Suicide bombing, divine contracts with God and promises of 72 virgins were all topics of discussion during the first Dixie Forum of the semester.
Shadman Bashir, a visiting professor of law and international relations, lectured for an hour and answered questions about holy war, perceptions of Islam, and the meaning of jihad.
Bashir studied law in Pakistan where he grew up before moving to the United States in 2001. Living in post-9/11 U.S., Bashir said he experienced racism and profiling, like always being the “random guy” stopped at airport security, but those negative experiences fueled his passion for learning.
“You name it and it happened to me,” Bashir said. “That increased my interest. Anytime anything negative happened, I would study more.”
Now he uses his knowledge of law and war along with his personal experiences to share his unique perspective with others.
Bashir said it is important for students to be grateful for their opportunities here and to strive to understand the world around them.
“People in other parts of the world would do everything; I mean literally parents would give up their lives to send their children to school in the U.S.,” Bashir said. “Also, if you can … at least once go to a poor country and see it yourself— how other people live in other parts of the world. Then you’ll be able to get away from this us-and-them syndrome.”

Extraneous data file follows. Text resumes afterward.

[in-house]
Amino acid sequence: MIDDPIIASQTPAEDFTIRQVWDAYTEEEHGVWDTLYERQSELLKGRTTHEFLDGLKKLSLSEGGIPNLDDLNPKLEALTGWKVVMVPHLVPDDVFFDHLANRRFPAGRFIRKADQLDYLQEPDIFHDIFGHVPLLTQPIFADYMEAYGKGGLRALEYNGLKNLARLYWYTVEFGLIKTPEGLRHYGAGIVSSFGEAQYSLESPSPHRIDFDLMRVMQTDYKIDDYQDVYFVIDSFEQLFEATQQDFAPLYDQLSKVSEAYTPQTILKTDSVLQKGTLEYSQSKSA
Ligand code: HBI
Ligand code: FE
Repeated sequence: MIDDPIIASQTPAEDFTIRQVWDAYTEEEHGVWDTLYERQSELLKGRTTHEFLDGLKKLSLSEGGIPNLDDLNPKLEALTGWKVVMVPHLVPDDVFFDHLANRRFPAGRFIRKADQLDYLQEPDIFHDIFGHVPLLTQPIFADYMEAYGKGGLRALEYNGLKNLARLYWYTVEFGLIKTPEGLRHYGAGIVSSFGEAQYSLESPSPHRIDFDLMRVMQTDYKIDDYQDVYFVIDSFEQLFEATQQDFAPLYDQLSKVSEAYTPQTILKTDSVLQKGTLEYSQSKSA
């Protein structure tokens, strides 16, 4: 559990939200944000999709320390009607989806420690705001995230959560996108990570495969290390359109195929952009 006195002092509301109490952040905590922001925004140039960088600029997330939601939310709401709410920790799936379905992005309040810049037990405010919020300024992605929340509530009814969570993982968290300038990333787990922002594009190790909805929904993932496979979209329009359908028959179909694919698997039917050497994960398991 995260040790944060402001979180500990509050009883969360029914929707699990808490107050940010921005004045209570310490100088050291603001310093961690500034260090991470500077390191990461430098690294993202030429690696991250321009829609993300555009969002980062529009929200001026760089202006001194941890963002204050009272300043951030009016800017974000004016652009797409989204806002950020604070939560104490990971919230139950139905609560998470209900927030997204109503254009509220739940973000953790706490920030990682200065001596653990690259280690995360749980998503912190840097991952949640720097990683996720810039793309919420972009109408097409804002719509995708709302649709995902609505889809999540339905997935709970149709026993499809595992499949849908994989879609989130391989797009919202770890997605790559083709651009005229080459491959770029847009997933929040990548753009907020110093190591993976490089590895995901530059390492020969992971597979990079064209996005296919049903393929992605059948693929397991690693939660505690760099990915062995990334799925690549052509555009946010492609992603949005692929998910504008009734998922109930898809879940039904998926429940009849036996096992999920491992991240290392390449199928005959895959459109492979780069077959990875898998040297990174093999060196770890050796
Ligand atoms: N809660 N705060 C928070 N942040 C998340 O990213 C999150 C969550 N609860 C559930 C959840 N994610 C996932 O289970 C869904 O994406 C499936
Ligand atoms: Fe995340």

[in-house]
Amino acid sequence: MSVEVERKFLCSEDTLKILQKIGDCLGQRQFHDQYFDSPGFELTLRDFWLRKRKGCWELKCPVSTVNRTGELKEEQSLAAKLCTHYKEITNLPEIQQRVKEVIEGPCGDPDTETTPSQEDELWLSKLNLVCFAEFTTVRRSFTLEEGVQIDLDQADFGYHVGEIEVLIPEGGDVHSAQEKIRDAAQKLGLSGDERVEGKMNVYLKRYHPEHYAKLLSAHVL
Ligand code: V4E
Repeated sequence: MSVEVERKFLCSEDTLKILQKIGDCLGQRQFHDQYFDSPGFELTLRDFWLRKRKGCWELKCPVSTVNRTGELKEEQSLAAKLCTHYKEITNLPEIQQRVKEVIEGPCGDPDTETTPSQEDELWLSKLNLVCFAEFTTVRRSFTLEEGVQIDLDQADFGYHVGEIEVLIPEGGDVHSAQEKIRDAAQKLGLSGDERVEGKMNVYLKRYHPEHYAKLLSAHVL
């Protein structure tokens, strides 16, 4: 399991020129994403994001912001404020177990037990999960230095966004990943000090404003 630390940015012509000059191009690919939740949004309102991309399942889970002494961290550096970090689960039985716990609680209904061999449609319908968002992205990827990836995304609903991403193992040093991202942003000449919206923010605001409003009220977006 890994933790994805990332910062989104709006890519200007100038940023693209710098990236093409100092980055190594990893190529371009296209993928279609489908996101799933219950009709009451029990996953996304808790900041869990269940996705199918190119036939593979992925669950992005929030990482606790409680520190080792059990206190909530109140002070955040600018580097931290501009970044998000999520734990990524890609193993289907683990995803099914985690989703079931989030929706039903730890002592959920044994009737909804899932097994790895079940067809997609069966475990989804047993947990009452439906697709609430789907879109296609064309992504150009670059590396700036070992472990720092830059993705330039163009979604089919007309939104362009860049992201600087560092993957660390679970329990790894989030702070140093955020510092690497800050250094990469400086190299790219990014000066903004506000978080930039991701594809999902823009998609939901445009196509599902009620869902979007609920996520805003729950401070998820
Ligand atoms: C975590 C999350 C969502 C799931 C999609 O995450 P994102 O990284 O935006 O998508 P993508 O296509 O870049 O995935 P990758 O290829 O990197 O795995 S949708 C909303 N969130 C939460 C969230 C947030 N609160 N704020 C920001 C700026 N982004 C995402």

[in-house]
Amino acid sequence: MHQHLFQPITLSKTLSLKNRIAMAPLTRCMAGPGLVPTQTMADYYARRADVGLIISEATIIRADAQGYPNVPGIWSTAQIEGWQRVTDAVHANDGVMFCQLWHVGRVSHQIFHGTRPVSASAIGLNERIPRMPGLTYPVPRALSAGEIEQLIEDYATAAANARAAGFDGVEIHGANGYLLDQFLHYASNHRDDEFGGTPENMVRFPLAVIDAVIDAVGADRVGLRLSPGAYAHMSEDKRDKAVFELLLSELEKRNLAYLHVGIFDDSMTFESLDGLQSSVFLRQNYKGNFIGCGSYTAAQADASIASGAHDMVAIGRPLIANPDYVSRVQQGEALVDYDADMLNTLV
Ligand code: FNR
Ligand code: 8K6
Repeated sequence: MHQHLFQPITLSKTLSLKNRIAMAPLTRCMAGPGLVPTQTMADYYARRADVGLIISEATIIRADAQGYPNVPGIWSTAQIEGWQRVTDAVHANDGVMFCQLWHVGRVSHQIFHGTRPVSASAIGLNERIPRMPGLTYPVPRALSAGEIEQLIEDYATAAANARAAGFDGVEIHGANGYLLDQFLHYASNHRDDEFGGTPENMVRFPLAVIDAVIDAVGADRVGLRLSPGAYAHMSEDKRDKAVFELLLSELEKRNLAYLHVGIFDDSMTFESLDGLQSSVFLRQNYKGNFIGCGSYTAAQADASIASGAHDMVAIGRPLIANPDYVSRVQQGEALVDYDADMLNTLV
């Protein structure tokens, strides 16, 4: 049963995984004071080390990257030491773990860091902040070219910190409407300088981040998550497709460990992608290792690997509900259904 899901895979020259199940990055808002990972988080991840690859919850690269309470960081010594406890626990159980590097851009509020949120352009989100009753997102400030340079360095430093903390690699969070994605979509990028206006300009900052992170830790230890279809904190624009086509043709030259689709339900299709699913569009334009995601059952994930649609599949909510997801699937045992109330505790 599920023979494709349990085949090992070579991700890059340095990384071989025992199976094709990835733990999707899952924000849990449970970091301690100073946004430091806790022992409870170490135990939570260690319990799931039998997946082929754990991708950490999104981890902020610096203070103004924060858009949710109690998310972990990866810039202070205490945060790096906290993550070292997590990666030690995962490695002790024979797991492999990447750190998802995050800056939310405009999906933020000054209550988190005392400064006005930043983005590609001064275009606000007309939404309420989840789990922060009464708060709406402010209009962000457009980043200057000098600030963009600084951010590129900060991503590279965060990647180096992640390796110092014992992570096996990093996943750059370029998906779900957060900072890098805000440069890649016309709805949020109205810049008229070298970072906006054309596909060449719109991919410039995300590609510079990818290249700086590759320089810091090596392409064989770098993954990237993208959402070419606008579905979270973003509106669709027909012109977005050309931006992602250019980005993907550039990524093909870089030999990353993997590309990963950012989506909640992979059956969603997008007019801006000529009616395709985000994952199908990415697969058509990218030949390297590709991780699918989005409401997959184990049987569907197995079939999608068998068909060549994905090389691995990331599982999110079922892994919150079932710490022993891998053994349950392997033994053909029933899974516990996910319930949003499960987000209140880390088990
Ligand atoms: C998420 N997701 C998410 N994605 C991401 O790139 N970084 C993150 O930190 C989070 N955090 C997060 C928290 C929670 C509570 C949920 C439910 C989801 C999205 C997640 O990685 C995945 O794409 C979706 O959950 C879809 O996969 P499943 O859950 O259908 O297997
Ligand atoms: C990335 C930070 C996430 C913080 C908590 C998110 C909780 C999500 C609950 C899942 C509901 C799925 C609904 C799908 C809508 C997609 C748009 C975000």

Bashir distinguished holy wars from other conflicts by explaining how they are started under religious pretenses. He said divine law is believed to be communicated from a god to men on earth, who follow those laws so they can receive a reward in the afterlife. Bashir said these holy wars are easy to start but difficult to finish because generations are growing up in the middle of these conflicts. Young people are conditioned to perpetuate these wars by seeing the violence around them and through indoctrination into violent beliefs, Bashir said.
Because these “holy warriors” won’t know until they’re dead if their god is pleased with their actions, there is no way to know if their war is won or lost, Bashir said.
“Victory in holy war? There is no victory,” Bashir said. “How do you finish a war that is decided in heaven?”
Brian Rammell, a sophomore physics from Cedar City, said he appreciated Bashir’s firsthand accounts of war and explanation of how a young suicide bomber might feel.
Bashir will present the screenings of the film, “Manislam: Islam and Masculinity,” during DOCUTAH on Sept. 9 and 12.